13. It's about 50-50 here between co-generation and heat-only, in terms of capacity (but cogeneration produces around 70-80% of the energy) I've seen NuScale and the like promoting the CHP options and it might become viable as well, eventually, but there' bigger obstacles over getting that short of thing working for city DH supply than a simple hot-water. Starting from the fact that though it's small compared to current-generation it's still 250 MWth (IIRC, or smth tehereabouts), the Rolls-Royce SMR concept is even bigger and actually not much smaller than a VVER-440, so there comes a lot of problems right there. You'll have a harder time selling the idea of safety of smth like that to both the voters and the nuclear safety authorities to be built right next to a big city, and it will need to be a big city because producing steam for turbine means pressures and temperatures that will drive up the pressure vessel costs so you need to run all that thermal power for 7000-8000 hours/year for any chance of profitability, and of course passive safety becomes harder the bigger you get. The concept we're trying to push around here is to put a very small well under 100 MWth PWR reactor that'd be rate for max 16 bars pressure and dug into bedrock, where secondary loop is also just hot water at something like 120 ┬░C or bit more... a lot lighter structures and <3% fuel enrichment so should permit a lot lighter regulation as well, hopefully permitting mid-load operations and not only in the biggest cities. IIRC China has apparently done something like that already, as well.
  14. And perhaps the most important nuance of all, which is that there were no deaths due to radiation sickness in or around the plant, and if the same standards of radiation levels that resulted in the staggeringly expensive evacuation and cleanup operation were to be applied in Finland, we'd have some buildings built on granite moraine hills in the category of immediate evacuation, and no visiting to pick belongings until the area has cooled off... Far too many people go with the assumption that since Japan is putting that much effort into evacuation and cleanup, it must have been necessary to save lives.
  15. Depends a lot on the country and local conditions and resources. Up here were humans are few and trees and mooses are many, biomass is almost half as it is and there's potential for increase, though not too much. The big problem with district heating is always that your winter peak is about 10 x the summer minimum so there's going to be need for different types of generation. SMR nuke would probably fill in the base load nicely but i doubt even the most economically optimized, series-produced, hot-water-only SMR is ever going to be cheap enough to run half a year, let alone less, so you're going to need some sort of cheap boilers that cost little to buy, even if fuel is expensive. Over here the peak load / reserve plants are starting to be mostly wood pellets, with various biocoal, boi-oil etc being tried but not really catching on yet at least. Heat pumps will take slice as well, and probably everyone will want to have simple electric boilers just because it costs next to nothing to have and you will likely have times when electricity price is around zero, possibly below.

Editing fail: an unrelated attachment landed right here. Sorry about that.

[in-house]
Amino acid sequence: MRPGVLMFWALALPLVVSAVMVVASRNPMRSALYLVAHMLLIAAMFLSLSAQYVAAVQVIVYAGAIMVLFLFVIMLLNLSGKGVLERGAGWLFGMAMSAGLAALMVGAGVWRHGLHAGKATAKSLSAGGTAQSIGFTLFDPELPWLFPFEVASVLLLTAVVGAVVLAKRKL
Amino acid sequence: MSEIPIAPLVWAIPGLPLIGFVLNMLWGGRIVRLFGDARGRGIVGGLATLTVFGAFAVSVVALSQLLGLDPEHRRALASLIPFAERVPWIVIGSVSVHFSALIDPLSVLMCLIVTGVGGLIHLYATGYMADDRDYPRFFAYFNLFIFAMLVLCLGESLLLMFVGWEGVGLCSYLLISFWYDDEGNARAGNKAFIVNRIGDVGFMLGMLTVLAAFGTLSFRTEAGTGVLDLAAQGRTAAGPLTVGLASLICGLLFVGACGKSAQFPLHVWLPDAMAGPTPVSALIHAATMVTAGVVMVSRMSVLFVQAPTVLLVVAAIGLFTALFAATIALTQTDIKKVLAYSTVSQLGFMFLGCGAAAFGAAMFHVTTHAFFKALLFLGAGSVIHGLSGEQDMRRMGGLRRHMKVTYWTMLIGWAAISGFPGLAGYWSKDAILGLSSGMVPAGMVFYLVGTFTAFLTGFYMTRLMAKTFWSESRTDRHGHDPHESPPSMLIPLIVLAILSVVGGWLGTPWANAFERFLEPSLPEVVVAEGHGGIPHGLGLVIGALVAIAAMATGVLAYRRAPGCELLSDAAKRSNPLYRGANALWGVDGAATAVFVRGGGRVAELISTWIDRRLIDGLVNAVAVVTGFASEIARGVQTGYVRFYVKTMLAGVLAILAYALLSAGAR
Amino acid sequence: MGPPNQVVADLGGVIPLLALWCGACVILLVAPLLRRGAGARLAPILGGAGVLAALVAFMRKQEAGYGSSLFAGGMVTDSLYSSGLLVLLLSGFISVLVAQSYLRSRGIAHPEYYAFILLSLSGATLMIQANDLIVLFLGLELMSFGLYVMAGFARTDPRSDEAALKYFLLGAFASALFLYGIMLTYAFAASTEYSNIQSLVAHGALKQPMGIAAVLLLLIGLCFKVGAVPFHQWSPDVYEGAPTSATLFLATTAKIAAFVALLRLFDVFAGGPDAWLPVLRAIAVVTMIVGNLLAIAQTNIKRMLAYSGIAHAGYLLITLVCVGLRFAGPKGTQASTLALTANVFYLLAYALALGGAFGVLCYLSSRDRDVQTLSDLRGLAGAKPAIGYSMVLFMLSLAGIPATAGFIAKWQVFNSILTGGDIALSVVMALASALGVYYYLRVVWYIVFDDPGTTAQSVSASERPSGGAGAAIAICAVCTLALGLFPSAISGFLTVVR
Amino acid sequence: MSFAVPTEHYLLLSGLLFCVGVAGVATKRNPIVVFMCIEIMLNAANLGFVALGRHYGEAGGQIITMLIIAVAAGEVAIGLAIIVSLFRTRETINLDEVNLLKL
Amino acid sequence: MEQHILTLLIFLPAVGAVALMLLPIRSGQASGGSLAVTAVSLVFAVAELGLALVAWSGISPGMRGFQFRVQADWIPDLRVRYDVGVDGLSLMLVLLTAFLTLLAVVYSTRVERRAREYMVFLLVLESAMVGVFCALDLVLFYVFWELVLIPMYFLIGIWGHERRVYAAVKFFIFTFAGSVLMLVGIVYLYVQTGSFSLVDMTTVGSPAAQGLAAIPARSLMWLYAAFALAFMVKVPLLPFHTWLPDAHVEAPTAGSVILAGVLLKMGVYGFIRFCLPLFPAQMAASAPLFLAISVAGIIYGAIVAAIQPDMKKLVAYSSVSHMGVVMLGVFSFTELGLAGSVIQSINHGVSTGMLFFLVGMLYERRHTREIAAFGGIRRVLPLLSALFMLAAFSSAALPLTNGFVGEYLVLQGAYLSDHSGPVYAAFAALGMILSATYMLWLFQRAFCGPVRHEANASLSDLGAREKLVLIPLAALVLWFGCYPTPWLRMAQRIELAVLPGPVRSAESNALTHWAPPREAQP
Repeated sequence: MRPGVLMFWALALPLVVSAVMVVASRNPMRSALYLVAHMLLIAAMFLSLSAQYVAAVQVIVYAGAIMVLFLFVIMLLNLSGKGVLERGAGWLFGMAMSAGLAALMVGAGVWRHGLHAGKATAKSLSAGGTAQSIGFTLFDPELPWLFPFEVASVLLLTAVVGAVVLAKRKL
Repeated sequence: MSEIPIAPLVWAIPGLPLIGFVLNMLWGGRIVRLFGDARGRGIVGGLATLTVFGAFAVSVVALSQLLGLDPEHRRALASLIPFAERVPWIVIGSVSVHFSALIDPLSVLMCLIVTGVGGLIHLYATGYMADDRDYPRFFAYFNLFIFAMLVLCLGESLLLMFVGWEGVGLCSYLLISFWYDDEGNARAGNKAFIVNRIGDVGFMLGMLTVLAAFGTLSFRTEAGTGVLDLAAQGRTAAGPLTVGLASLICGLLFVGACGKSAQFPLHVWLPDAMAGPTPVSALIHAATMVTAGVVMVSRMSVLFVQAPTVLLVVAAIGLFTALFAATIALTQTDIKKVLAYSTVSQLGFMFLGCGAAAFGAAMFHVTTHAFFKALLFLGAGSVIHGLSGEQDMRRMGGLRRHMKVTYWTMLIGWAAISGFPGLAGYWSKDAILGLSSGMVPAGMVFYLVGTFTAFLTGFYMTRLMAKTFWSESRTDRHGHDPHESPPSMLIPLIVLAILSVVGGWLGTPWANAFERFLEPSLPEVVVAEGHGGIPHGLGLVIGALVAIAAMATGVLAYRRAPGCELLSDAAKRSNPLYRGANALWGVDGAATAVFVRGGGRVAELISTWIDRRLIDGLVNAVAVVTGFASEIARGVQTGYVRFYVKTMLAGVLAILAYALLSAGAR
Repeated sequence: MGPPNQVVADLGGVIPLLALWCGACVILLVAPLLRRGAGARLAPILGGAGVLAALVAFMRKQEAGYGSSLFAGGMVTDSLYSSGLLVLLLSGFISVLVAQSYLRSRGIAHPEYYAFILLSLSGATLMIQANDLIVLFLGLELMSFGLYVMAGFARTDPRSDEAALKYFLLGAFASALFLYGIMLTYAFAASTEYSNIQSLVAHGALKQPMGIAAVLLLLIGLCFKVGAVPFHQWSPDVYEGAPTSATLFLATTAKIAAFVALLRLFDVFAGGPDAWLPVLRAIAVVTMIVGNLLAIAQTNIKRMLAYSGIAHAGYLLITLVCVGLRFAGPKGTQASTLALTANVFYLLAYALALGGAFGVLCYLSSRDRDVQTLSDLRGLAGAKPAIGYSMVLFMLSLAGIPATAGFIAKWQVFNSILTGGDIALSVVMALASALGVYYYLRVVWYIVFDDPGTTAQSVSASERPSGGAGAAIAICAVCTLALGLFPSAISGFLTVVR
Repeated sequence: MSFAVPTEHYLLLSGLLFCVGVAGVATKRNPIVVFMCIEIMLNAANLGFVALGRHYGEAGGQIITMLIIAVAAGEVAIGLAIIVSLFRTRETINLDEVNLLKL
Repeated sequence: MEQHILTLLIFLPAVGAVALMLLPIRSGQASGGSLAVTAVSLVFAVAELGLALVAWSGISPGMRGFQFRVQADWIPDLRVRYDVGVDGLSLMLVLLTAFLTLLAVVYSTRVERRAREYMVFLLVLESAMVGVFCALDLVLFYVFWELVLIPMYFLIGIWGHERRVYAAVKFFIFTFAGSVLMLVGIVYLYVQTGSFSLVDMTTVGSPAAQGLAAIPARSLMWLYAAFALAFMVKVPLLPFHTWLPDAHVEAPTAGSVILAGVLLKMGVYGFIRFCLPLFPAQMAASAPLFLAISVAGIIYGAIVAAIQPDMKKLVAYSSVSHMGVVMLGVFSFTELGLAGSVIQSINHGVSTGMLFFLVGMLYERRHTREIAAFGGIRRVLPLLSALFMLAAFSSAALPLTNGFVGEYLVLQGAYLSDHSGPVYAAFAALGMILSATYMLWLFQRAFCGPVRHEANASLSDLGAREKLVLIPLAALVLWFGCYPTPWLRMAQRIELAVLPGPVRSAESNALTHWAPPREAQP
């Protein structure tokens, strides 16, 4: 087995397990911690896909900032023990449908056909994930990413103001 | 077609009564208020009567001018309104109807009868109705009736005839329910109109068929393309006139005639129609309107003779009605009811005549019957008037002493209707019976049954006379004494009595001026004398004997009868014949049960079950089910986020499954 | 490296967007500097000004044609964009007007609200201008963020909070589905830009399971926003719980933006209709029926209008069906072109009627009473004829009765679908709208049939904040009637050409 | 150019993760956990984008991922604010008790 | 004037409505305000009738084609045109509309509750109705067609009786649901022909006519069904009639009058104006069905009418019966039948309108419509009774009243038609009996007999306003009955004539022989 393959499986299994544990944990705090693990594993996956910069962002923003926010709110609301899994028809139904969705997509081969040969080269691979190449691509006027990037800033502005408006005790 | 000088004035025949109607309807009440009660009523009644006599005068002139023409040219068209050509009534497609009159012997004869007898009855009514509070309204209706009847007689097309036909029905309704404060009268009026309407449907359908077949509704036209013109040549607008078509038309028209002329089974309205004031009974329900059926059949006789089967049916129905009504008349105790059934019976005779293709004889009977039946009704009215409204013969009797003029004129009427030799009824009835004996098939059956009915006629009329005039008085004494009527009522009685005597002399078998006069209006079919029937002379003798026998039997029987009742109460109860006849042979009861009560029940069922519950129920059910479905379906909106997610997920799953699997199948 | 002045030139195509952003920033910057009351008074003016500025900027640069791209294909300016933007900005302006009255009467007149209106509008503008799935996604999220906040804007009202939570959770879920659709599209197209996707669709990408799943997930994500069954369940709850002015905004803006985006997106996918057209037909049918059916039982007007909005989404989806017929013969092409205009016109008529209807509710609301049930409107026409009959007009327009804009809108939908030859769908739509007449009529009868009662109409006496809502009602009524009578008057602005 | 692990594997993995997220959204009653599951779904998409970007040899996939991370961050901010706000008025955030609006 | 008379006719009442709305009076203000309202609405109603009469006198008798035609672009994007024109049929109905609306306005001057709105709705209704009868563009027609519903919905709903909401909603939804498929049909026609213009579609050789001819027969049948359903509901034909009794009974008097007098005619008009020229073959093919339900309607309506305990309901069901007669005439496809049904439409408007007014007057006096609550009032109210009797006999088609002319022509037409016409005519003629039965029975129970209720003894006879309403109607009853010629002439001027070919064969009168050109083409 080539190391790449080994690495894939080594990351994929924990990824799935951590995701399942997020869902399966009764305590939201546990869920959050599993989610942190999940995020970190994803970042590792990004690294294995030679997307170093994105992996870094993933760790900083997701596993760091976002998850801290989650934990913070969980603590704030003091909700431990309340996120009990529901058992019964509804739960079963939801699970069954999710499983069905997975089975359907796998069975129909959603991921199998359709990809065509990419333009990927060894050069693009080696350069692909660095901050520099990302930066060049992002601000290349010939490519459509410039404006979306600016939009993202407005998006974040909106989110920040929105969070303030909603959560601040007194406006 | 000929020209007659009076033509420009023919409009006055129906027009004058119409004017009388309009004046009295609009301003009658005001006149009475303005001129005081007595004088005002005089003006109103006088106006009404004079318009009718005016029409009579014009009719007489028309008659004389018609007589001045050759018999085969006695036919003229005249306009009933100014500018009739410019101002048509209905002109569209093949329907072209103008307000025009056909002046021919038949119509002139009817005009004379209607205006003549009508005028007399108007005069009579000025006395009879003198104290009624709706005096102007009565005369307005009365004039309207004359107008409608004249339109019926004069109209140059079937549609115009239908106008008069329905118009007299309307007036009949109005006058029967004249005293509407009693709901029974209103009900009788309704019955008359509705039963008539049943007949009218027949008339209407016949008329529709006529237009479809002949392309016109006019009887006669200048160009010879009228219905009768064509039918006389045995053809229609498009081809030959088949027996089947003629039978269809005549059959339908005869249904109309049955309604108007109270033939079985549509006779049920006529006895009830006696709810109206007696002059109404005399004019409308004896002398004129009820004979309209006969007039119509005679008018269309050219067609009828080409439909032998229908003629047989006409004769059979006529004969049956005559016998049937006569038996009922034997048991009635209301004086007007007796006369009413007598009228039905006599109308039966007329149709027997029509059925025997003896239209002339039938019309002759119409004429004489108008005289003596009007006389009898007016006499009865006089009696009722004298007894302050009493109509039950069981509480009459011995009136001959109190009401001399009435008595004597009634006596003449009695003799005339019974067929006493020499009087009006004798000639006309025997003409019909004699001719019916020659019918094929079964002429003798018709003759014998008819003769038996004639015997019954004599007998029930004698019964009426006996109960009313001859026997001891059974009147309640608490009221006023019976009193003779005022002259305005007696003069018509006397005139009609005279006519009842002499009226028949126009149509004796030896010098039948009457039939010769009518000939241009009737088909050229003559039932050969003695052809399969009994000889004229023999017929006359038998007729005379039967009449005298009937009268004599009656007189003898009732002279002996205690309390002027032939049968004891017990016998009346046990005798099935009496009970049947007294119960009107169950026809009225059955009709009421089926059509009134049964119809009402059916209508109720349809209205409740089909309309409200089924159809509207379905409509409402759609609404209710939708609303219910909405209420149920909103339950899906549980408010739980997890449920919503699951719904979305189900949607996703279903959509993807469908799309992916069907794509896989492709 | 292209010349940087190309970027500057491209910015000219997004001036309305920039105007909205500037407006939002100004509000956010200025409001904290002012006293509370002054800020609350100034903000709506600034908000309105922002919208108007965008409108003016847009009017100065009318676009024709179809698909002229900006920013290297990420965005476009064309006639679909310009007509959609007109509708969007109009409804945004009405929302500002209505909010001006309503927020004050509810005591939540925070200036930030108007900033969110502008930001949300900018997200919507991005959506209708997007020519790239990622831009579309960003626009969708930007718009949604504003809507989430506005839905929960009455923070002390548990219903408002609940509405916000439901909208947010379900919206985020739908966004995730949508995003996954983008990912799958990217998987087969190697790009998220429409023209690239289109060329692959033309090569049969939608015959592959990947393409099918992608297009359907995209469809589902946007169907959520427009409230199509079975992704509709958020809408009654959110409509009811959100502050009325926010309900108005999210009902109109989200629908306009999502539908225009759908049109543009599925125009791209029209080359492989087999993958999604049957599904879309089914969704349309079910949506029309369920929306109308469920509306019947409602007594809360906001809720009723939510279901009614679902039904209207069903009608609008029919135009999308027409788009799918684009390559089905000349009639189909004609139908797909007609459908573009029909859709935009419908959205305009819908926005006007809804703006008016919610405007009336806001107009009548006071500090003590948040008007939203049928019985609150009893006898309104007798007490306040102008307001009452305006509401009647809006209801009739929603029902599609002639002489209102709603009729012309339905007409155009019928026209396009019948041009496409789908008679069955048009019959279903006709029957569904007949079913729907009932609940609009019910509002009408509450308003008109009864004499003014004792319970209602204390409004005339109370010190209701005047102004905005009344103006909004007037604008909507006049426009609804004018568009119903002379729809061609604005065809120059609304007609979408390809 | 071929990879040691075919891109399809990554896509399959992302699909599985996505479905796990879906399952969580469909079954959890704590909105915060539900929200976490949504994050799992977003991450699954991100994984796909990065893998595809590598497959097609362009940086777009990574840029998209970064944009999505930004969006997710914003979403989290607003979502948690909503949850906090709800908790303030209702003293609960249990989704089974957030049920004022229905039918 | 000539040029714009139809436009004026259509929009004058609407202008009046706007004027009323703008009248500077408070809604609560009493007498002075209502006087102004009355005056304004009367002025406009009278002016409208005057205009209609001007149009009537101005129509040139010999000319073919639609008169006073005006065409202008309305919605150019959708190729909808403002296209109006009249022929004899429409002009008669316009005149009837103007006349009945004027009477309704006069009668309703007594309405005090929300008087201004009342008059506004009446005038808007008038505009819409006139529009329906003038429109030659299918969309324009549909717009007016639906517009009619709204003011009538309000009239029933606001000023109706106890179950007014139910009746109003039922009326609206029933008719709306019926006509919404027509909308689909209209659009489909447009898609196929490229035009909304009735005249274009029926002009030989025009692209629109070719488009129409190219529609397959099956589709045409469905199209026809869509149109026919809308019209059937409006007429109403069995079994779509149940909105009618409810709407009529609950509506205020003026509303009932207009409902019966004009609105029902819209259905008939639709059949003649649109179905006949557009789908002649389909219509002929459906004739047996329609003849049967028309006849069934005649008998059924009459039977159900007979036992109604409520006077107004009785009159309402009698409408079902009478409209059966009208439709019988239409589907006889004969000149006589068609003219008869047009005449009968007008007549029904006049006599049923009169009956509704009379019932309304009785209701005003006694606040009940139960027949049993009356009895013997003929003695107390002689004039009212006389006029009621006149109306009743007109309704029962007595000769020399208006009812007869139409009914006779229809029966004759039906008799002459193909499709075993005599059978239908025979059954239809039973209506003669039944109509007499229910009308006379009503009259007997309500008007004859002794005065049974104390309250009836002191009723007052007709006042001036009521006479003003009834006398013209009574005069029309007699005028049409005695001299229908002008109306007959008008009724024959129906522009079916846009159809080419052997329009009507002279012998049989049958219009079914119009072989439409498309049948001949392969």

16. Depends on how you do it and what counts as green. You CAN have even 100% wind+solar system... but if you want it without blackouts, there will be few zeroes added to electricity prices... realistically, if you count nuclear as green and have a bit biomass and/or hydro resources available, it's not too hard or expensive. But if green means also no nuclear and not burning anything, then it's either ridiculous prices (as in truly ridiculous, not just high), or frequent blackouts, pick one.